Much more importantly, as Gail Smith reminds us, “privacy is a function of class”. [Since she moved to the City Press mainbody, my weekend reading is a lot more interesting – what with Rehana Rossouw’s column (and editorship) of The Weekender as well. Yes, the fabulous Ms Smith is a friend of mine. I was reading her work with relish long before we met. But you don’t have to believe me. Read her for yourself.]

In my book, promiscuity matters full stop. Now, before you rush off calling me a prude, I recognise that not everybody wants to be in a monogamous relationship. When relationships are open and flexibly walled (or completely unwalled), there is a different kind of challenge: safety from sharing a myriad of nasty infections.

That aside, isn’t it irresponsible to have multiple lovers in the age of AIDS? How do you keep track and control of “how many women you’ve put inside of me”, to borrow from a poem by Lebogang Mashile? Isn’t it dodgy to have secret unsafe sex “as a loyal cadre” of a party that claims to uphold gender equity as a priority? Should people in leadership positions not be open to scrutiny given that they have to uphold and “take leadership” on a whole range of politics, including health and safety? Or is that just the problem? Is the State president is simply following (or sharing in) his Party President’s promiscuity?

I was going to have a long post on this, but some other commentators have already said much of what bothered me. So, I’m going to quote from two, and suggest that after you finish reading me, you read their complete posts as well (in a separate window, or tab, please:)

Rossouw’s column had me in stitches this weekend. Called, “The custom of dangerous liaisons”, she wrote

And because our constitution says we shouldn’t discriminate on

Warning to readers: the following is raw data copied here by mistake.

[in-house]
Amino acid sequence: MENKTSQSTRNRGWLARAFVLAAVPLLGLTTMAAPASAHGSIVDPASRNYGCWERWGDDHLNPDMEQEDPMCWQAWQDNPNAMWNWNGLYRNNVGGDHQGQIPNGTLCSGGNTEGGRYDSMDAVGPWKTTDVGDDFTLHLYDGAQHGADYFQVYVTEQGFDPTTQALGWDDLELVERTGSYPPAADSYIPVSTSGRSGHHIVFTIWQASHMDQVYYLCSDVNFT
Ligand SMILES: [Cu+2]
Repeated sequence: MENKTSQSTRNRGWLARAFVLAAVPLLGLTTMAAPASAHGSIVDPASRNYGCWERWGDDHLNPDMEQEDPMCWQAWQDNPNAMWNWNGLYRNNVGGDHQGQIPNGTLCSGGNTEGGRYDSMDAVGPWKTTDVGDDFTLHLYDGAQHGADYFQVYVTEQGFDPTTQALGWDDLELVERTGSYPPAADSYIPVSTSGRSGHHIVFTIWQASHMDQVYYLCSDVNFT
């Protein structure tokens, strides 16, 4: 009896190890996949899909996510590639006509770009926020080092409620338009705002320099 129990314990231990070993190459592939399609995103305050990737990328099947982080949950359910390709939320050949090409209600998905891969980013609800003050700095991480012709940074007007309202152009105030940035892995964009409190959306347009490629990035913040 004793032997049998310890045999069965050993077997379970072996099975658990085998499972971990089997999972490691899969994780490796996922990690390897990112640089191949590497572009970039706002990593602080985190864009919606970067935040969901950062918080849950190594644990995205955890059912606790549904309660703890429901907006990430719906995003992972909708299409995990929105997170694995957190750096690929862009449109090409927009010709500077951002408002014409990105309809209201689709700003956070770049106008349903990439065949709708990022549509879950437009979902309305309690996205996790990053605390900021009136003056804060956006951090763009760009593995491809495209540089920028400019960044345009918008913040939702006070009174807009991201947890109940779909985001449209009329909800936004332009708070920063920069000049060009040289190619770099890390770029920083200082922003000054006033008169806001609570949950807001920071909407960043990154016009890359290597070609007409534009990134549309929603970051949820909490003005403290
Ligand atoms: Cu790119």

the basis of sexual preference, we should extend the recognition
of customary liaisons to everyone.
[…]
It follows then that if polygamy is allowed, polyandry should be
too. Any South African woman wanting two, or 15, husbands
should be free to marry them.
[…]
The only problem with polygamy is that it clashes terribly with
our political leaders’ commitment to eradicating AIDS.
What do we expect from polygamous males? That they should not
court other women? That they should not impregnate them while
lobola is being negotiated?

And the best part:

Here’s an idea: there’s another age-old South African custom
called thigh sex. Our leaders could insist on their right to practise
that. Then we won’t have to read about them having yet another
baby with yet another woman. And we might listen to their
messages about AIDS and follow their example — and stop dying.

Indeed. The SA double standards on horrifying gender and sexual orientation are horrific. But read Rossouw’s full piece here:

On another platform, Anton Harber’s The Harbinger declared:

If the President is caught between three women in this way,
complicating his personal life and raising questions about the
position of First Lady, it seems to me that this does go to his
character and values. It is a fine line, but I thought the Indie
stayed within the line. It falls into that category of story that
public figures must live with: choose a life in the media eye, and
choose to mess about with multiple and apparently conflictual
relationships, and you better have a thick skin.

That’s all I am going to say on the matter. For the time being, that is. I want to see Smith’s piece in the paper this weekend. Check here the Monday after.